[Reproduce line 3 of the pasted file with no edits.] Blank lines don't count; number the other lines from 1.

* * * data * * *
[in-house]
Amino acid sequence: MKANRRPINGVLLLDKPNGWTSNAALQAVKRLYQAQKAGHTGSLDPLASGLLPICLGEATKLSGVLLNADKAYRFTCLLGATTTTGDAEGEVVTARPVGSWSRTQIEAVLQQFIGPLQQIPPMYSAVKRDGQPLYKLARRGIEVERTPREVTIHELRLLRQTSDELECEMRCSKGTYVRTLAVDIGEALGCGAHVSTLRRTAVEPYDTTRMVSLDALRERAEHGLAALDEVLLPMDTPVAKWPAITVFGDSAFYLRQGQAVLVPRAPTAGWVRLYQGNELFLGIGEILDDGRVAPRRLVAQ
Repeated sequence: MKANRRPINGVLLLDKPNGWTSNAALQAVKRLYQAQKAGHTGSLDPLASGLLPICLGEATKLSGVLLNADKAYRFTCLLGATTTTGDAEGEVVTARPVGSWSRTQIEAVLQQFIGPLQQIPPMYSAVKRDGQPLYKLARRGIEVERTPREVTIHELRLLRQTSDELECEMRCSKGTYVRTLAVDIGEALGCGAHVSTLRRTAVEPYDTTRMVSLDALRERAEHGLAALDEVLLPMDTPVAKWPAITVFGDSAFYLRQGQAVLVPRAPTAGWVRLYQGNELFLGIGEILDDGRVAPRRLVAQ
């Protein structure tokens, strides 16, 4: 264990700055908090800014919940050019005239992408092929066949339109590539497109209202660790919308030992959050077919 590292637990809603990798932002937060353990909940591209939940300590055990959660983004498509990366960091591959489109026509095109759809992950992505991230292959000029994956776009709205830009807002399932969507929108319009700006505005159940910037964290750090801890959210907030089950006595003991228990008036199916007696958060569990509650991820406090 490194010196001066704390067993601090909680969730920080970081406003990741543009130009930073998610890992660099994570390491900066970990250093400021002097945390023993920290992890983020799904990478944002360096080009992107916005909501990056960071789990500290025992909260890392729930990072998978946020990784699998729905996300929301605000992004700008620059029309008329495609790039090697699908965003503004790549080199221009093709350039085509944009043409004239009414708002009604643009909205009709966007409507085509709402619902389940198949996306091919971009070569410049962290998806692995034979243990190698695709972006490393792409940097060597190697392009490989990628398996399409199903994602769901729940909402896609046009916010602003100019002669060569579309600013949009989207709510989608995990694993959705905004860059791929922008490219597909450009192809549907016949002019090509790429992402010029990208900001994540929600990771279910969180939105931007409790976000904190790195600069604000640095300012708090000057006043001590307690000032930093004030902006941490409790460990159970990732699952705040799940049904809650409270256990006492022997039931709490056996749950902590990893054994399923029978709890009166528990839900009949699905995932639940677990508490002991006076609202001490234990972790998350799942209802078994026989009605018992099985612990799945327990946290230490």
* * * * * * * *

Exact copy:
Repeated sequence: MKANRRPINGVLLLDKPNGWTSNAALQAVKRLYQAQKAGHTGSLDPLASGLLPICLGEATKLSGVLLNADKAYRFTCLLGATTTTGDAEGEVVTARPVGSWSRTQIEAVLQQFIGPLQQIPPMYSAVKRDGQPLYKLARRGIEVERTPREVTIHELRLLRQTSDELECEMRCSKGTYVRTLAVDIGEALGCGAHVSTLRRTAVEPYDTTRMVSLDALRERAEHGLAALDEVLLPMDTPVAKWPAITVFGDSAFYLRQGQAVLVPRAPTAGWVRLYQGNELFLGIGEILDDGRVAPRRLVAQ